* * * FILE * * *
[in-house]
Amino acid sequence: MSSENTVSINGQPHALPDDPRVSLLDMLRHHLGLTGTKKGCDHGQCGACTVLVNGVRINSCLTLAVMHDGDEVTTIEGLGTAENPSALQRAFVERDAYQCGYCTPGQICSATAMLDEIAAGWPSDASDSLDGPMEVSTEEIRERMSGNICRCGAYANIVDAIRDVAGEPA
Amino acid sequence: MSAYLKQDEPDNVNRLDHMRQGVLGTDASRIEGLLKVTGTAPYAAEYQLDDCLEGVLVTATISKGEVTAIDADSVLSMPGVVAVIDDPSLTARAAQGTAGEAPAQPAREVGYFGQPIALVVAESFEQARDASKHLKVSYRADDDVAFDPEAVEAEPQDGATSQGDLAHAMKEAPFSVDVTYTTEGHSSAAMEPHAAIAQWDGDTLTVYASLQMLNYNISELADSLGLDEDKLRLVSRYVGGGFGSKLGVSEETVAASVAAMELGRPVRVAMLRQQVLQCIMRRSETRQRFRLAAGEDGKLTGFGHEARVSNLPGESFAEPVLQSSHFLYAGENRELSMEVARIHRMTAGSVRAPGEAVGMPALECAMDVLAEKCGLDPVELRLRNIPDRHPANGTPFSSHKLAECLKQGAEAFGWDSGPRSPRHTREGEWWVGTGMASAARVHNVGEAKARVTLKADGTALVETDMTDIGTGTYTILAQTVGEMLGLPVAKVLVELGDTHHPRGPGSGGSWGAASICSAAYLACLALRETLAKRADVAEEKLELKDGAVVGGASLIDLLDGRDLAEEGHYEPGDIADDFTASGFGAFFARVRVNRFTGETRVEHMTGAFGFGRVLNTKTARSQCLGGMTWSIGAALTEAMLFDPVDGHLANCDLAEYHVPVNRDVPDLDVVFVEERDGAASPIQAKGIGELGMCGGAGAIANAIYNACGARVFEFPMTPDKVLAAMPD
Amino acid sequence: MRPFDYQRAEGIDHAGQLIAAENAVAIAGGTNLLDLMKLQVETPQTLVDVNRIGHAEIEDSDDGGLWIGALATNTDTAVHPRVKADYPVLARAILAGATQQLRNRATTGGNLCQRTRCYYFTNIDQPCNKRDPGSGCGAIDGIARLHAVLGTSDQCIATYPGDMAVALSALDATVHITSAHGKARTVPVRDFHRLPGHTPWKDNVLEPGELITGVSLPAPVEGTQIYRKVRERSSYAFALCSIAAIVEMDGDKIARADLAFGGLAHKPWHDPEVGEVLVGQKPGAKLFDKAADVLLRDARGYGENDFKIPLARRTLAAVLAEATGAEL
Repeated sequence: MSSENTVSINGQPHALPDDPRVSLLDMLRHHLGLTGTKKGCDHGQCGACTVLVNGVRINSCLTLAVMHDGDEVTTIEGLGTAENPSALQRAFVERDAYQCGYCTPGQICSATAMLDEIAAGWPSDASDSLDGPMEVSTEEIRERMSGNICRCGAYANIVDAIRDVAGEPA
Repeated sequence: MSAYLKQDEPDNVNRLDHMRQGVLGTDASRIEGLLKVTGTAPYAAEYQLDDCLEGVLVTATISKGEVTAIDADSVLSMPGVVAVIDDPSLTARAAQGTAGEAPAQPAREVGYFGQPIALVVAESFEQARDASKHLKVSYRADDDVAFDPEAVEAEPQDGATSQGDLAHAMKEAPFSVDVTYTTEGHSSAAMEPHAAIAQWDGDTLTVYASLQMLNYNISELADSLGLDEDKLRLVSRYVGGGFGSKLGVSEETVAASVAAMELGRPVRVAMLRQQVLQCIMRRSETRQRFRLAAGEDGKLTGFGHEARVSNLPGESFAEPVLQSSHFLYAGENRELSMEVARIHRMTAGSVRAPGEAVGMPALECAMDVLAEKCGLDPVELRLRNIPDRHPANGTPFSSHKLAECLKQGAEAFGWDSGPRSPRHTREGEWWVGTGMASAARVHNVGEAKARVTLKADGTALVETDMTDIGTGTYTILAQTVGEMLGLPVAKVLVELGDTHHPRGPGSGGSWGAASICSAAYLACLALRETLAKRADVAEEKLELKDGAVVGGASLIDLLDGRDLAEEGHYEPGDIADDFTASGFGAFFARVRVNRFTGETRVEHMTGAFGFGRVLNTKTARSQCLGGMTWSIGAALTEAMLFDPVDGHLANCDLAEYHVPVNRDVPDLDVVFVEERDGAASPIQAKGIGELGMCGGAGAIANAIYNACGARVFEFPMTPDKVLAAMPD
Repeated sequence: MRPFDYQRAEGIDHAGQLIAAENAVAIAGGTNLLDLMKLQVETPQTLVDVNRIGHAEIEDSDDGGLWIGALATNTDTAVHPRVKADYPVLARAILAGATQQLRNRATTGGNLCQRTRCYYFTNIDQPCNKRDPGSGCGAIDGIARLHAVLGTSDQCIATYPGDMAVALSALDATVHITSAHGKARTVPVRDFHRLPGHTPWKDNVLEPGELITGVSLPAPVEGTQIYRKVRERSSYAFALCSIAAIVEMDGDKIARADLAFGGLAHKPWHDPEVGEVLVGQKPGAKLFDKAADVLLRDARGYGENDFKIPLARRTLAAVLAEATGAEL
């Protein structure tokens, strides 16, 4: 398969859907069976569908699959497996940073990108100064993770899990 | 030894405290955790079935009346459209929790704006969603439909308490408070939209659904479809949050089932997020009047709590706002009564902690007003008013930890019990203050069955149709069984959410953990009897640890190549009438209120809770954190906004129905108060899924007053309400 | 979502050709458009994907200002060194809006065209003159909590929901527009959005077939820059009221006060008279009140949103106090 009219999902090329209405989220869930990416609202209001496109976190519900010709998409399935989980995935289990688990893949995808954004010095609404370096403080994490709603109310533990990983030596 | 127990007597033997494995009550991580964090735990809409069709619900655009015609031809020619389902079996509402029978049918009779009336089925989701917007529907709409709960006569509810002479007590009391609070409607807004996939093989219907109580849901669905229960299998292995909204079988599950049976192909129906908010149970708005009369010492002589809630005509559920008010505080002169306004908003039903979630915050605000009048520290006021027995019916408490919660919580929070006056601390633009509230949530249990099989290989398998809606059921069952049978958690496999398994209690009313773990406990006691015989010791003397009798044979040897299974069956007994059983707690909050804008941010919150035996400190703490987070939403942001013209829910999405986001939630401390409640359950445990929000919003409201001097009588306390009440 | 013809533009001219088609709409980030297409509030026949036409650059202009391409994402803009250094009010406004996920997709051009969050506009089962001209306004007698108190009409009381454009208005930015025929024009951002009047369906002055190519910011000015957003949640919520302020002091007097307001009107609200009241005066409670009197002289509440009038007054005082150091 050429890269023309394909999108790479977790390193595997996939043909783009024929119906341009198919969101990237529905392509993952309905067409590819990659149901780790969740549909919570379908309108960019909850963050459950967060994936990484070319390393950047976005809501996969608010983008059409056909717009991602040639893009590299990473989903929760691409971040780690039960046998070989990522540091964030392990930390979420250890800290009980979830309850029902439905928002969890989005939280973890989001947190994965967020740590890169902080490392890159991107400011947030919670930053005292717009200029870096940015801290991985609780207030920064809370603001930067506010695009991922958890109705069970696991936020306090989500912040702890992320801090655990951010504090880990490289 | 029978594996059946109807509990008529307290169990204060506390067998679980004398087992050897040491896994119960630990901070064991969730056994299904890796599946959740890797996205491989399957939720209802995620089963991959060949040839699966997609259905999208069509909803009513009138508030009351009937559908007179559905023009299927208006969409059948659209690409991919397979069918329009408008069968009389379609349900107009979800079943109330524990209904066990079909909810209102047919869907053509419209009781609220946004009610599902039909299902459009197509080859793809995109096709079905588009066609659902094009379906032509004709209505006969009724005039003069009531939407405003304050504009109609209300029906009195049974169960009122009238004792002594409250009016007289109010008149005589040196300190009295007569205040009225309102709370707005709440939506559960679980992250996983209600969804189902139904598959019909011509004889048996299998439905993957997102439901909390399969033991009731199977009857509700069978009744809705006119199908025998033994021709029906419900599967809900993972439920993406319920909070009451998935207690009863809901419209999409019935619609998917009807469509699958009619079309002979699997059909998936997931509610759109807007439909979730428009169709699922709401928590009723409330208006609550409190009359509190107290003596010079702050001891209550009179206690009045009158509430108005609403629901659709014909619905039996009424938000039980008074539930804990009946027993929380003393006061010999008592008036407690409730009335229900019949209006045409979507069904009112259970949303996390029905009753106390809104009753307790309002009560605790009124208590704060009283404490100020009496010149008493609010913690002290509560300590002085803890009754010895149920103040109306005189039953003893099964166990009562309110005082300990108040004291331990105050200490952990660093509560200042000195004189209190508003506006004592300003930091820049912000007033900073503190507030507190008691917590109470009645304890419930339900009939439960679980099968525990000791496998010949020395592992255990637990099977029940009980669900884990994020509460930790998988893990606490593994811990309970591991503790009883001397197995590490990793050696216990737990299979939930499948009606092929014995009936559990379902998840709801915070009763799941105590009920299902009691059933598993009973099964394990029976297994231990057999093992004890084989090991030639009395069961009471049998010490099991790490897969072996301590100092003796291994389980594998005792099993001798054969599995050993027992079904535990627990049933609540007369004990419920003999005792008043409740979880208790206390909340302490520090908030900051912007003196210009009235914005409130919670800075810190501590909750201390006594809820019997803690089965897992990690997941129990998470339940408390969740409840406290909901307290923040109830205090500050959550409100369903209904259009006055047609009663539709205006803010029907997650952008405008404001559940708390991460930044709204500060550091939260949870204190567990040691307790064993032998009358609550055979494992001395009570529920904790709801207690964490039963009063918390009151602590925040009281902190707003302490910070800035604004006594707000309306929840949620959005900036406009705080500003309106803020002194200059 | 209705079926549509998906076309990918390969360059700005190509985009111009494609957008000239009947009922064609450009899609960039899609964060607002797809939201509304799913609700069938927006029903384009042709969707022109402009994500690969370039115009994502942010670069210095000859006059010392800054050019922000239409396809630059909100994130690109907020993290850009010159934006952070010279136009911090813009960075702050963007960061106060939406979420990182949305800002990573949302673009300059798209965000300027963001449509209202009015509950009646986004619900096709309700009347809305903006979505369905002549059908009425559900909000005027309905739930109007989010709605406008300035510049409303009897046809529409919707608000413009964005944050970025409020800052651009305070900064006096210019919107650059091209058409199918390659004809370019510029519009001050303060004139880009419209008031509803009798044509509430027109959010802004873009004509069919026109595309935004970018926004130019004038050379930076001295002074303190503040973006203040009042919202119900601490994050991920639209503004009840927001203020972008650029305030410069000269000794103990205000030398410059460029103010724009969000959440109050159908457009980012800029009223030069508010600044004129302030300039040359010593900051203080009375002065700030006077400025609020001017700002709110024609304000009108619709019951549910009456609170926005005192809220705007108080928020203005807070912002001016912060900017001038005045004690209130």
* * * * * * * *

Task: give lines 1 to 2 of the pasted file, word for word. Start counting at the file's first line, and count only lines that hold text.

[in-house]
Amino acid sequence: MSSENTVSINGQPHALPDDPRVSLLDMLRHHLGLTGTKKGCDHGQCGACTVLVNGVRINSCLTLAVMHDGDEVTTIEGLGTAENPSALQRAFVERDAYQCGYCTPGQICSATAMLDEIAAGWPSDASDSLDGPMEVSTEEIRERMSGNICRCGAYANIVDAIRDVAGEPA